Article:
How To Progress Your Push-Ups

Learn how to progress your push-ups, no matter where you're starting at!
Ian Birnam
October 19, 2021

Push-Ups are one of those movements that many people find challenging, and sometimes don't see much progress. But it doesn't have to be that way!

There's a few general things to keep in mind for your push-ups:

  1. Core Engaged: Squeeze those ribs down and tuck in that stomach, we want a solid plank form with a nice straight back from when we start the push-up to when we finish it
  2. Squeeze Your Shoulder Blades: As you go down, squeeze your shoulder blades to the center of your back, and then pull them apart as you come up. This will engage your shoulders in the movement, and take some of that pressure off of the arms
  3. Bring Your Elbows In: Your elbows should be any where from brushing against your ribs, to 45 degrees out from your body. We don't want them going out at the sides (like you see in movies/tv) cause that puts strain on our elbows that we just don't need.

With these tips in mind, let's learn how to progress your push-ups from your beginning to advanced stages:

Wall Push-Ups

Wall Push-Ups

If you're new to push-ups, always best to start here! Just getting used to moving your body in this way, focusing on keeping the 3 tips above in mind as you do it. Once you can do 10 of these and it doesn't feel like a challenge, move on to the next phase:

Incline Push-Ups

Incline Push-Ups - 30inch
Incline Push-Ups - 24inch

Put your hands on an elevated surface and do your push-ups from there (again keeping the 3 tips in mind). Start with a tall surface (30 inches high is a good start) and then work your way down to progressively lower surfaces. Moving down ~6 inches at a time is what we recommend, and always make sure you're using a stable surface.

You may find yourself at this stage of push-ups for awhile - that's ok! This is by far the longest push-up stage there is, and can take months, or even a year progressing down until you're on the floor. Remember, only decrease the height of the incline once you can do 8-10 push-ups comfortably.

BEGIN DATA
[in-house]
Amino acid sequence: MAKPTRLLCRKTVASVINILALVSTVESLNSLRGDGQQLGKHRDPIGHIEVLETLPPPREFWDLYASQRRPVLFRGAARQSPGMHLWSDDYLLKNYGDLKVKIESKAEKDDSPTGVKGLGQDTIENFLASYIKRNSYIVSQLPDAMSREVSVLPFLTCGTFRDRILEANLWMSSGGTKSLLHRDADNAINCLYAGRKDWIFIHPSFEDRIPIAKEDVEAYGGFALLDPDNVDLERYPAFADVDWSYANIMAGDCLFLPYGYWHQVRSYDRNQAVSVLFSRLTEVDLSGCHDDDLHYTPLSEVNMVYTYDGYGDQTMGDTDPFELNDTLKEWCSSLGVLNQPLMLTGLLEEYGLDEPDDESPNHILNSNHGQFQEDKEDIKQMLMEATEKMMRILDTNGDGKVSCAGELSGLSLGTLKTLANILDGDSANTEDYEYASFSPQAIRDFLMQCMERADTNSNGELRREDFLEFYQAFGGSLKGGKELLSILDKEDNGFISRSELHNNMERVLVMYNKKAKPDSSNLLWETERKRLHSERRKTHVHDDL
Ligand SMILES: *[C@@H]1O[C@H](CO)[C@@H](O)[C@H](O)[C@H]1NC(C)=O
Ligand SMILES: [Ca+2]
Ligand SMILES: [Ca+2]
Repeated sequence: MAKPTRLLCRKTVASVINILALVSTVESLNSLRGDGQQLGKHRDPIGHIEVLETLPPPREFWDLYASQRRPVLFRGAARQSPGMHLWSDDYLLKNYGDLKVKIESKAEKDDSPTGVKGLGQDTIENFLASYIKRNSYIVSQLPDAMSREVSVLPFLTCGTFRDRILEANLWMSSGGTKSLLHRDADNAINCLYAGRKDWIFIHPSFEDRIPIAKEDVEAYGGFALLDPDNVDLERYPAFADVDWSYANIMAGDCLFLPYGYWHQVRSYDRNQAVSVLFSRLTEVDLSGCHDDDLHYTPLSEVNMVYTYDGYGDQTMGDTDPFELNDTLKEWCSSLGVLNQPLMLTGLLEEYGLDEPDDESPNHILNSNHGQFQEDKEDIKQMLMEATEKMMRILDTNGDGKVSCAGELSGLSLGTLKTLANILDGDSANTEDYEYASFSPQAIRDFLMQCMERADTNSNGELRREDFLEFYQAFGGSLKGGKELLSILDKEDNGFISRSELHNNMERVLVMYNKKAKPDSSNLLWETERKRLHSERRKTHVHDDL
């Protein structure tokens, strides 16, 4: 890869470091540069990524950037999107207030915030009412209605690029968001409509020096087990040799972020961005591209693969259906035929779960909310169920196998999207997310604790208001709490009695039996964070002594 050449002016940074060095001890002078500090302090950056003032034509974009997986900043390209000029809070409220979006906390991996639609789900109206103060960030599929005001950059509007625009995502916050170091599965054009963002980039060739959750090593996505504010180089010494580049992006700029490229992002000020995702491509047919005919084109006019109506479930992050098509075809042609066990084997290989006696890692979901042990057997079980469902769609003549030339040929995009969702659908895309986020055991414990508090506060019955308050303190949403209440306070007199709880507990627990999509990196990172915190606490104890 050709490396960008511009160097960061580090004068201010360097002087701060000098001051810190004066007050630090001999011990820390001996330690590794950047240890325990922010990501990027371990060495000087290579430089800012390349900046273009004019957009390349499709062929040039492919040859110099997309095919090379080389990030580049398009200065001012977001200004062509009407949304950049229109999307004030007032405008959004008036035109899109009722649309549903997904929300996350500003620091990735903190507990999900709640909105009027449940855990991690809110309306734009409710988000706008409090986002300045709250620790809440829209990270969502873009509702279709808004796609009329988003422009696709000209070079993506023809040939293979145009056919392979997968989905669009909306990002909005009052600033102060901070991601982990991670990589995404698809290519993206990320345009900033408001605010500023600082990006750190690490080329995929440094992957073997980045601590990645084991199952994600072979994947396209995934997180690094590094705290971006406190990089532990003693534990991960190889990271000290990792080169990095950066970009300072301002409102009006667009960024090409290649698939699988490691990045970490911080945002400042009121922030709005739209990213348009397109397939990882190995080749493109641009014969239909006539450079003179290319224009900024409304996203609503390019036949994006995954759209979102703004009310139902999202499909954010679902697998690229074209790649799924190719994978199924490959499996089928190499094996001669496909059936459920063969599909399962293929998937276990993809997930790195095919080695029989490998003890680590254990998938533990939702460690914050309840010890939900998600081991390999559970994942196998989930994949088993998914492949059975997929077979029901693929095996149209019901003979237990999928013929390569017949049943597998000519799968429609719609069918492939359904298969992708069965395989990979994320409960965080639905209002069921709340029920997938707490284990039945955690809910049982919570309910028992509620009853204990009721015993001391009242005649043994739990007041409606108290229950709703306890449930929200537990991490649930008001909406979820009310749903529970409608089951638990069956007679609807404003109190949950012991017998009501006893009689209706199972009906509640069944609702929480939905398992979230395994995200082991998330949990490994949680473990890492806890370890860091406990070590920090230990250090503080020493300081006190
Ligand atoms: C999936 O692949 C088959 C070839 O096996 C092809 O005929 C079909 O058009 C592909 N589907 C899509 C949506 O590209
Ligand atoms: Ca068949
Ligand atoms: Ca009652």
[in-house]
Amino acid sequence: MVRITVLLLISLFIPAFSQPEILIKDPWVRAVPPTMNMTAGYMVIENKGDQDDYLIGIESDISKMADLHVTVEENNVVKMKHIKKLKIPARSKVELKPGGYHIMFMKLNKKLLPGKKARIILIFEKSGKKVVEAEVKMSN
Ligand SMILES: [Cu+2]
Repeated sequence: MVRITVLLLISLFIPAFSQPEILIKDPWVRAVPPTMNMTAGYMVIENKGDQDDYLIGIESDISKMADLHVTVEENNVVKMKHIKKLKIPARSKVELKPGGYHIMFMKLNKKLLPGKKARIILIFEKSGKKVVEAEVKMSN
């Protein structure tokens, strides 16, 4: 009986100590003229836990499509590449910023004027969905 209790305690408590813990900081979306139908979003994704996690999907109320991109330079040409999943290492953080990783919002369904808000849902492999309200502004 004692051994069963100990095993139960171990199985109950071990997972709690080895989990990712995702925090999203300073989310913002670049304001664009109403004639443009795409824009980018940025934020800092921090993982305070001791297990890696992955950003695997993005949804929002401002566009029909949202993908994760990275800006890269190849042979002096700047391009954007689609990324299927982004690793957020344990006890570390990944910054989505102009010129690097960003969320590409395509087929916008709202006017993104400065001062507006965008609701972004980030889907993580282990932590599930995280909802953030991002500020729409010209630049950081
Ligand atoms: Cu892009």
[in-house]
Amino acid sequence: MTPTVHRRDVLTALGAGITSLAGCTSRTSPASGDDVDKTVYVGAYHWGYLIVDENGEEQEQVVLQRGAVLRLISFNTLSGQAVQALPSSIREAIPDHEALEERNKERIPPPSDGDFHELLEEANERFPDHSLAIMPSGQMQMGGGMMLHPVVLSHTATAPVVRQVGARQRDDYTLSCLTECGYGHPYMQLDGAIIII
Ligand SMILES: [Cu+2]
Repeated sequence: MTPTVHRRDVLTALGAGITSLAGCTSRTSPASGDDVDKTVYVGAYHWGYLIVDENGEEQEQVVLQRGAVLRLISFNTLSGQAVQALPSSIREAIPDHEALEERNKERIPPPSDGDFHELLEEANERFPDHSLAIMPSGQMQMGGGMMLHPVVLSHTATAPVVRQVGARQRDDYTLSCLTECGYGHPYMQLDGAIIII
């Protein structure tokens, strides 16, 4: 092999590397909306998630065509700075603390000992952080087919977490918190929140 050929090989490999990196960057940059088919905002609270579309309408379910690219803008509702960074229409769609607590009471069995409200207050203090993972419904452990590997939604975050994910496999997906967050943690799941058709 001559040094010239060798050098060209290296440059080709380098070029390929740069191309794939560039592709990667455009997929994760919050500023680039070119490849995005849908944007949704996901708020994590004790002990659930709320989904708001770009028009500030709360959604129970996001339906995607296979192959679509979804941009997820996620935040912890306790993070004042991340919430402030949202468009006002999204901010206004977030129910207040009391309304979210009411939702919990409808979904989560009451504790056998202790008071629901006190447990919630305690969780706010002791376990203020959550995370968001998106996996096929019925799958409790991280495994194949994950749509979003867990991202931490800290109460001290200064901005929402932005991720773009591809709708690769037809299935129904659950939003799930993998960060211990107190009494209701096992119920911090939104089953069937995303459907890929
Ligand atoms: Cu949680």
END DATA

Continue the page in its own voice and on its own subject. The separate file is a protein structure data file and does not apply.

The main event! You've decreased the height until you were at ground-level, and now you're doing push-ups! Make sure you avoid doing the worm here and keep that core engaged and that back nice and straight (no curving or arching). From here there's lots of variations you can do: tricep, wide, clapping, pike, the list goes on and on!

Once you're ready, you can challenge yourself further with the next step:

Deficit Push-Ups

Deficit Push-Ups

Here your hands are raised off the ground, but you still bring your chest all the way down to the ground. By lifting your hands off, your body has a further distance to travel, making the movement more challenging. This one will work the chest more so than a standard push-up. You can also challenge your balance by using something less stable for your hands, like a slam ball (pictured above).

We got one more progression for you:

Decline Push-Ups

Decline Push-Ups

The opposite of incline push-ups, now your feet are on the elevated surface, hands on the ground. This puts more emphasis on your shoulders, and also means your body has to travel a longer distance to the ground. Don't rush these ones!

Want to Work On Your Push-Ups?

Regardless of where you're at, we'll help you get to the next stage in the progression, and get you feeling confident in this movement! Come on in, your first 3 classes are only $1!

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